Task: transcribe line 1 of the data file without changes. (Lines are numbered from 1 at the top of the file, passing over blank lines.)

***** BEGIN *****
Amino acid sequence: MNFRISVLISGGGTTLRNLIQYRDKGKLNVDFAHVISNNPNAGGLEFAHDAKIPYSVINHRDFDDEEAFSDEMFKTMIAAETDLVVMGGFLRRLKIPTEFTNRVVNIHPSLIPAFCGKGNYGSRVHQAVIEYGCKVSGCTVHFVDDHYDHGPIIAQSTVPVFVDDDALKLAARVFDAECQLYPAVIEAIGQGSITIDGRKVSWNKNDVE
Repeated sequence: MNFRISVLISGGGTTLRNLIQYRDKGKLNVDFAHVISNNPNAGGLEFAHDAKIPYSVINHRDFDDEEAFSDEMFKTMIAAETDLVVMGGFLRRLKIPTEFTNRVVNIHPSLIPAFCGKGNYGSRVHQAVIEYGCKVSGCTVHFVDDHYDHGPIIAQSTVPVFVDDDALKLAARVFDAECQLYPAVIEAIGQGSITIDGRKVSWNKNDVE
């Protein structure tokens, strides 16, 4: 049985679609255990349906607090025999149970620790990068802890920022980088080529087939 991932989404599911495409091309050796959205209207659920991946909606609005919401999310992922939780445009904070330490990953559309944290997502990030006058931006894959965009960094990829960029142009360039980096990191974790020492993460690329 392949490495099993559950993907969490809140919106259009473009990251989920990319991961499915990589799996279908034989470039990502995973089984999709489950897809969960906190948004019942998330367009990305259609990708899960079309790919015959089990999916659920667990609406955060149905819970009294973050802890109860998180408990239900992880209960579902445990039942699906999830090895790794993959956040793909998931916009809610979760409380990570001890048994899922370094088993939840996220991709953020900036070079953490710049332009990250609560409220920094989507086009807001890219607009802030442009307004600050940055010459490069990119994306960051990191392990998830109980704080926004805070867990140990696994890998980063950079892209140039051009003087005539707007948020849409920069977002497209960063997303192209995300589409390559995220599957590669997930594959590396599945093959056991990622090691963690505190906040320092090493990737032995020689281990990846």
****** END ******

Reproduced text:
Amino acid sequence: MNFRISVLISGGGTTLRNLIQYRDKGKLNVDFAHVISNNPNAGGLEFAHDAKIPYSVINHRDFDDEEAFSDEMFKTMIAAETDLVVMGGFLRRLKIPTEFTNRVVNIHPSLIPAFCGKGNYGSRVHQAVIEYGCKVSGCTVHFVDDHYDHGPIIAQSTVPVFVDDDALKLAARVFDAECQLYPAVIEAIGQGSITIDGRKVSWNKNDVE